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Purdue's Painter to meet with Missouri officials

Purdue basketball coach Matt Painter has had one of the most successful runs in school history.

It looks like he's about to cash in.

Painter will meet with Missouri officials regarding their vacant head coaching position. However, Purdue said in a statement that it is committed to keeping him.

"The Board of Trustees, president (France) Cordova and (athletic director) Morgan Burke clearly demonstrated the university's commitment to him and to our men's basketball program," Purdue spokesman Tom Schott said during a hastily arranged teleconference. "We are proactive. Although we will not go into any details at this time, we encourage Matt to stay, through our words and action. We want Matt to remain a Boilermaker."

The 40-year-old Painter has been selected the Big Ten's coach of the year three times and led the Boilermakers to Sweet 16 appearances in 2009 and 2010. Purdue (26-8) made it to the third round of this year's NCAA tournament but was knocked out by Final Four participant Virginia Commonwealth.

Last year, Purdue rewarded Painter with a new contract through the 2016-17 season. It includes a $1.3 million base salary and up to $1 million in incentives.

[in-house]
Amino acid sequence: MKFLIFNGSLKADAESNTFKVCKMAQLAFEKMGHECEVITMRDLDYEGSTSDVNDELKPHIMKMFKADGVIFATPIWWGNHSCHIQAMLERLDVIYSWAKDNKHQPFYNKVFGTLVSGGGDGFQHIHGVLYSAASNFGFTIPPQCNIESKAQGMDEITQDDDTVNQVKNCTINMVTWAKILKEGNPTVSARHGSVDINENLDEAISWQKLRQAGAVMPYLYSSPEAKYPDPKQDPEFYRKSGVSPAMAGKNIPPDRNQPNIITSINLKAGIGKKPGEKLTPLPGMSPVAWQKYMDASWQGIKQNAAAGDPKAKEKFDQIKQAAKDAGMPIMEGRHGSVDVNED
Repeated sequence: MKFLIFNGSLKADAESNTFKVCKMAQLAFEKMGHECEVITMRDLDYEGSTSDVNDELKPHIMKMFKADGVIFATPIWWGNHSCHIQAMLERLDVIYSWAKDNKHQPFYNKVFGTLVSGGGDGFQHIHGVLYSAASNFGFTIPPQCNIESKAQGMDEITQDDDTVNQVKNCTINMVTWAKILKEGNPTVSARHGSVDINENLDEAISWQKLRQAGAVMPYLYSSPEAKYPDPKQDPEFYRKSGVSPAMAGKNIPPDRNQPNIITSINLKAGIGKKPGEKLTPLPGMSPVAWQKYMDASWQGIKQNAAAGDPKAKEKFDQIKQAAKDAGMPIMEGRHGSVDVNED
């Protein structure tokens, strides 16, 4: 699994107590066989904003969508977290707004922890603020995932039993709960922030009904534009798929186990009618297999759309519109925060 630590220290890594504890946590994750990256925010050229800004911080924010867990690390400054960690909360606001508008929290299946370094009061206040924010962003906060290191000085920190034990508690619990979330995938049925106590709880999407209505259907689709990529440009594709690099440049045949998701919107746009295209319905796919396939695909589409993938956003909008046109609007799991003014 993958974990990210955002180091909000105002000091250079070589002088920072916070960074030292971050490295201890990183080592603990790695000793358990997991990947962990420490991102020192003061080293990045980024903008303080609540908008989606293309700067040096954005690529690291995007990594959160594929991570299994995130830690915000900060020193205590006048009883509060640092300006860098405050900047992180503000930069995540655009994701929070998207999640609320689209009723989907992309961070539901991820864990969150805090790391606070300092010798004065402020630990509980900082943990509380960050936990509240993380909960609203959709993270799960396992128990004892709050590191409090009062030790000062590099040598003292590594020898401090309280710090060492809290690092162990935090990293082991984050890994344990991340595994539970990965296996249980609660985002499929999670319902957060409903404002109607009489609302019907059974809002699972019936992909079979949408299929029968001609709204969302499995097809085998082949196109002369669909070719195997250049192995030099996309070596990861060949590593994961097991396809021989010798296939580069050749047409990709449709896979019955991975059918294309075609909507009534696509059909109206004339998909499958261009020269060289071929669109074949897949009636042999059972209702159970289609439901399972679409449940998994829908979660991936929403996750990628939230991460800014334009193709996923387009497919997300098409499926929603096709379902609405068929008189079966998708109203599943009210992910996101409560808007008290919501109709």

Purdue was successful this season despite losing top returning player Robbie Hummel to a torn ACL during preseason practice. Led by JaJuan Johnson and E'Twaun Moore, Purdue finished with a 16-0 record at Mackey Arena, the program's first undefeated home season since 1968-69. Johnson was chosen the conference player of the year and a first-team All-American, and Moore was an All-Big Ten selection.

Painter joined elite company by earning conference coach of the year honors again. Since the award's inception in 1974, just three others — former Purdue coach Gene Keady, Ohio State's Thad Matta and former Indiana coach Bob Knight — have won it at least three times.

Purdue officials want to give Painter an opportunity to add to his total after talking with him last night by phone.

"An effort is being made, has been made, was made," Schott said. "What was demonstrated last night is certainly enough of a starting point that he'll understand our desires."